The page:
Tenche Coxe, The Pennsylvania Gazette, Feb. 20, 1788.
"They that can give up essential liberty to purchase a little temporary safety, deserve neither liberty nor safety."
"A militia, when properly formed, are in fact the people themselves ... and include all men capable of bearing arms."
Richard Henry Lee - Senator, First Congress
"To preserve liberty, it is essential that the whole body of people always possess arms..."
"Whenever governments mean to invade the rights and liberties of the people, they always attempt to destroy the militia, in order to raise an army upon their ruins."
Rep. Elbridge Gerry of Massachusetts
"The very atmosphere of firearms anywhere and everywhere restrains evil interference they deserve a place of honor with all that is good."
"A free people ought not only to be armed..."
"The great object is that every man be armed. Everyone who is able may have a gun."
"Are we at last brought to such humiliating and debasing degradation that we cannot be trusted with arms for our defense? Where is the difference between having our arms in possession and under our direction, and having them under the management of Congress? If our defense be the real object of having those arms, in whose hands can they be trusted with more propriety, or equal safety to us, as in our own hands?"
March 23, 1775:
Is life so dear, or peace so sweet, as to be purchased at the price of chains and slavery? Forbid it, Almighty God! I know not what course others may take; but as for me, give me liberty or give me death!

"The best we can hope for concerning the people at large is that they be properly armed."
"I believe that banking institutions are more dangerous to our liberties than standing armies.  Already they have raised up a moneyed aristocracy that has set the government at defiance. The issuing power should be taken from the banks and restored to the people, to whom it properly belongs."    Thomas Jefferson
"If the American people ever allow private banks to control the issue of currency, first by inflation, then by deflation, the banks and corporations that will grow up around them will deprive the people of all property until their children wake up homeless on the continent their fathers conquered."   Thomas Jefferson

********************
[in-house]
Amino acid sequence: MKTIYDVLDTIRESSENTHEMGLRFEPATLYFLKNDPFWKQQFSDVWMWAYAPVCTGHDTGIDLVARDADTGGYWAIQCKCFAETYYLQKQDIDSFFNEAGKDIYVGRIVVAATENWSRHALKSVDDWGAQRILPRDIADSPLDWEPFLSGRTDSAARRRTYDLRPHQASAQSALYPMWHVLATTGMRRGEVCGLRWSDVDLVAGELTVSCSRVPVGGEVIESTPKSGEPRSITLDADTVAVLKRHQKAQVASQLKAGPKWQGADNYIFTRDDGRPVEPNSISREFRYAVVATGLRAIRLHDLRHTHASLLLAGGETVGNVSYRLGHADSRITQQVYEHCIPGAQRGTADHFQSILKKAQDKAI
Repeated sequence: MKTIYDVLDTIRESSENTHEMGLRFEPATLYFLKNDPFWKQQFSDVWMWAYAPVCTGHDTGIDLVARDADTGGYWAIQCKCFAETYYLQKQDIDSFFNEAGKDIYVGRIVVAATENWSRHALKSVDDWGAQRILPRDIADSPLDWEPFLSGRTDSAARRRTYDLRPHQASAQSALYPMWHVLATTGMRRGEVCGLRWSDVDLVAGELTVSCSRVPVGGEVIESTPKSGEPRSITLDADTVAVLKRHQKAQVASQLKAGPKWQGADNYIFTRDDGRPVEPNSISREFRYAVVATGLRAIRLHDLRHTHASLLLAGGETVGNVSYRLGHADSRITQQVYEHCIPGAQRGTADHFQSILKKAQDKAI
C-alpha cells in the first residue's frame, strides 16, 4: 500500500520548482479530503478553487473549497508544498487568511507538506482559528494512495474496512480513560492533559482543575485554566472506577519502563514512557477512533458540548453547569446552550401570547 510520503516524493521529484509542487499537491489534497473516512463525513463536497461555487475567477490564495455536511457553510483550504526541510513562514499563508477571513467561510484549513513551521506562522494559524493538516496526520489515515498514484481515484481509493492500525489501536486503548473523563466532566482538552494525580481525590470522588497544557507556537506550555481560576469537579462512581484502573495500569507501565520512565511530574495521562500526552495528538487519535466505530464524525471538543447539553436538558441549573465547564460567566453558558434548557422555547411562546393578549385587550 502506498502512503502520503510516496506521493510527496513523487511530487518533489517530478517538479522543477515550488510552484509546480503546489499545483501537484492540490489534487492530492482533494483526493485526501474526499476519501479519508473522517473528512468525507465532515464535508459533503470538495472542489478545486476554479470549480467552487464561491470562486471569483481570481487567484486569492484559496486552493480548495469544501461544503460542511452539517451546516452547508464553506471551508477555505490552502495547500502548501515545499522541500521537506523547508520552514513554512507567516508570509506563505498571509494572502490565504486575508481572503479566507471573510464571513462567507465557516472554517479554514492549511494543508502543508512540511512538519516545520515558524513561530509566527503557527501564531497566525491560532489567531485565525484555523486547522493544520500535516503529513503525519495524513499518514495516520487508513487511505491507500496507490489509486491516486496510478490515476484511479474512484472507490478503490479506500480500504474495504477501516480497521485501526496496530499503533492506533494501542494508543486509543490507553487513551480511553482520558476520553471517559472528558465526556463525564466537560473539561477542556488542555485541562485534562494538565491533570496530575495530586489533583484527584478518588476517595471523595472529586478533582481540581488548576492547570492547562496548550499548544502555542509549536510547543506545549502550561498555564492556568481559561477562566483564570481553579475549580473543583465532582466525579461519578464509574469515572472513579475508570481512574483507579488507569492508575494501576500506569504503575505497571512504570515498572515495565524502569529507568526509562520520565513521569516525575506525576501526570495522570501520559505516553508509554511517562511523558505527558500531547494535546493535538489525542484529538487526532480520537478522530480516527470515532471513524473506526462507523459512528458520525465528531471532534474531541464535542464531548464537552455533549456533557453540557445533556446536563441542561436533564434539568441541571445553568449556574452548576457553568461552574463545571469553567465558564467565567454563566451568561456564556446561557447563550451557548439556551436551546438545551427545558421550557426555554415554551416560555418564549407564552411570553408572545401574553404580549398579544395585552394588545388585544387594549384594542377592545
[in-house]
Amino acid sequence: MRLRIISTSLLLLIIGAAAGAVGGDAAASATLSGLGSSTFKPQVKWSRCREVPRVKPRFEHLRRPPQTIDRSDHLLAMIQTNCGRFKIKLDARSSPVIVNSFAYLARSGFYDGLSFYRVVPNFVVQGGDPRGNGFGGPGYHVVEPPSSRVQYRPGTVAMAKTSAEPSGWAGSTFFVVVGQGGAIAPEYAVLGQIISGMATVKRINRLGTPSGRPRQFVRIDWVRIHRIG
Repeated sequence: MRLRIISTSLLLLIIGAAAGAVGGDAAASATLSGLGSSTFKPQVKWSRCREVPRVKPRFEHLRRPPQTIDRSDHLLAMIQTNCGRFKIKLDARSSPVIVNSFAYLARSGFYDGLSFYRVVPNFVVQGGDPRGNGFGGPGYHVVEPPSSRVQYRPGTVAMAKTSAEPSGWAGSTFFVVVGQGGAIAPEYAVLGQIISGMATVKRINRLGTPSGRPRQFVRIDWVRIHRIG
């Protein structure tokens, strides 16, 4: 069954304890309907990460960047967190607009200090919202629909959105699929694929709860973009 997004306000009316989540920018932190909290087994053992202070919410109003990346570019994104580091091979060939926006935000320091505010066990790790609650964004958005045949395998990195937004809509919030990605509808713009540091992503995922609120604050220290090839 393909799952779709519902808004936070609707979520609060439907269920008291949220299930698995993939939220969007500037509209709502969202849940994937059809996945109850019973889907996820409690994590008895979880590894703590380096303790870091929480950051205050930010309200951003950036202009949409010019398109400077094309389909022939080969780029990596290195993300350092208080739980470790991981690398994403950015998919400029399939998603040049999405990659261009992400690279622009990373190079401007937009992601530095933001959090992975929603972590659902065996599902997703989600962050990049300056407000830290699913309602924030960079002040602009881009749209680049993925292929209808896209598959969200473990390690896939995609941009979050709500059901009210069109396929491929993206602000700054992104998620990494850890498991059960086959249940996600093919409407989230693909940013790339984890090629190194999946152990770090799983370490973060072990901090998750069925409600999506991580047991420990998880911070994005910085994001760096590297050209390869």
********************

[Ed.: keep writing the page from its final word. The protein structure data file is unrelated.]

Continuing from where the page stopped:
"You have rights antecedent to all earthly governments; rights that cannot be repealed or restrained by human laws; rights derived from the Great Legislator of the Universe"  John Adams - 2nd Pres.
"The Constitution of most of our states (and of the United States) assert that all power is inherent in the people; that they may exercise it by themselves; that it is their right and duty to be at all times armed and that they are entitled to freedom of person, freedom of religion, freedom of property, and freedom of press."  Thomas Jefferson
"Let us therefore animate and encourage each other, and show the world that a free man, contending for his liberty on his own ground, is superior to any slavish mercenary on earth."  George Washington, July 2, 1776
"I consider trial by jury as the only anchor yet imagined by man by which a government can be held to the priciples of its Constitution."  Thomas Jefferson
"Democracies have been found incompatible with personal security or the rights of property; and have in general been as short in their lives as they have been violent in their death."  James Madison
"A generous parent would have said, 'if there must be trouble, let it be in my day, that my child may have peace."  Thomas Paine, Common Sense
"Posterity, you will never know how much it cost the present generation to preserve your freedom. I hope you will make good use of it. If you do not, I shall repent in heaven that ever I took half the pains to preserve it."  John Adams